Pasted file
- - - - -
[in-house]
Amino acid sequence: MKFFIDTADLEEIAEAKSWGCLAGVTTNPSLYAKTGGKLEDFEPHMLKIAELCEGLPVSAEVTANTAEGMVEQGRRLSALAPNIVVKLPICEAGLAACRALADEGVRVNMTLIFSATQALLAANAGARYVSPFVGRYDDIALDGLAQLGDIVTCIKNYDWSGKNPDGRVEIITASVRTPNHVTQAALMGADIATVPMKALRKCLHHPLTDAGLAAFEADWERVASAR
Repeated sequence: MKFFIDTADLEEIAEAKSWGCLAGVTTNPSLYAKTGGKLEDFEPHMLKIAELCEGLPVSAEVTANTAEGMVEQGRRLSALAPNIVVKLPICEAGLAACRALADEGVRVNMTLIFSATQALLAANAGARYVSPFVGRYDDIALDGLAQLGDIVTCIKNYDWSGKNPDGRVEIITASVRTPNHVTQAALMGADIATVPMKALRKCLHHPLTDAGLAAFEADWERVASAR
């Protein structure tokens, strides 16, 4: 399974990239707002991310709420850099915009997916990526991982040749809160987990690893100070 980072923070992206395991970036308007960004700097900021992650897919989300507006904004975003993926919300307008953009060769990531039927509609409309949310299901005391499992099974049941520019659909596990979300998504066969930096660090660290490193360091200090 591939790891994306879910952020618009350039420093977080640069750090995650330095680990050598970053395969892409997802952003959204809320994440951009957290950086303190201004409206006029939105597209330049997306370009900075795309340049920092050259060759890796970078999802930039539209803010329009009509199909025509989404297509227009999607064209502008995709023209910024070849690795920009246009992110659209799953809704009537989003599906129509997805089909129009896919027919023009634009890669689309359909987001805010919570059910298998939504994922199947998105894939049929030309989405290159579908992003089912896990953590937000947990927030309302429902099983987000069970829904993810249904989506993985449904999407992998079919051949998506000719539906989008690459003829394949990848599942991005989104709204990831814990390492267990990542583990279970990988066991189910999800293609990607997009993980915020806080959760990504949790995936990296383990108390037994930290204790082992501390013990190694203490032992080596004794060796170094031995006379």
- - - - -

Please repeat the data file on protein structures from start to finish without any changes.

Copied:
[in-house]
Amino acid sequence: MKFFIDTADLEEIAEAKSWGCLAGVTTNPSLYAKTGGKLEDFEPHMLKIAELCEGLPVSAEVTANTAEGMVEQGRRLSALAPNIVVKLPICEAGLAACRALADEGVRVNMTLIFSATQALLAANAGARYVSPFVGRYDDIALDGLAQLGDIVTCIKNYDWSGKNPDGRVEIITASVRTPNHVTQAALMGADIATVPMKALRKCLHHPLTDAGLAAFEADWERVASAR
Repeated sequence: MKFFIDTADLEEIAEAKSWGCLAGVTTNPSLYAKTGGKLEDFEPHMLKIAELCEGLPVSAEVTANTAEGMVEQGRRLSALAPNIVVKLPICEAGLAACRALADEGVRVNMTLIFSATQALLAANAGARYVSPFVGRYDDIALDGLAQLGDIVTCIKNYDWSGKNPDGRVEIITASVRTPNHVTQAALMGADIATVPMKALRKCLHHPLTDAGLAAFEADWERVASAR
């Protein structure tokens, strides 16, 4: 399974990239707002991310709420850099915009997916990526991982040749809160987990690893100070 980072923070992206395991970036308007960004700097900021992650897919989300507006904004975003993926919300307008953009060769990531039927509609409309949310299901005391499992099974049941520019659909596990979300998504066969930096660090660290490193360091200090 591939790891994306879910952020618009350039420093977080640069750090995650330095680990050598970053395969892409997802952003959204809320994440951009957290950086303190201004409206006029939105597209330049997306370009900075795309340049920092050259060759890796970078999802930039539209803010329009009509199909025509989404297509227009999607064209502008995709023209910024070849690795920009246009992110659209799953809704009537989003599906129509997805089909129009896919027919023009634009890669689309359909987001805010919570059910298998939504994922199947998105894939049929030309989405290159579908992003089912896990953590937000947990927030309302429902099983987000069970829904993810249904989506993985449904999407992998079919051949998506000719539906989008690459003829394949990848599942991005989104709204990831814990390492267990990542583990279970990988066991189910999800293609990607997009993980915020806080959760990504949790995936990296383990108390037994930290204790082992501390013990190694203490032992080596004794060796170094031995006379």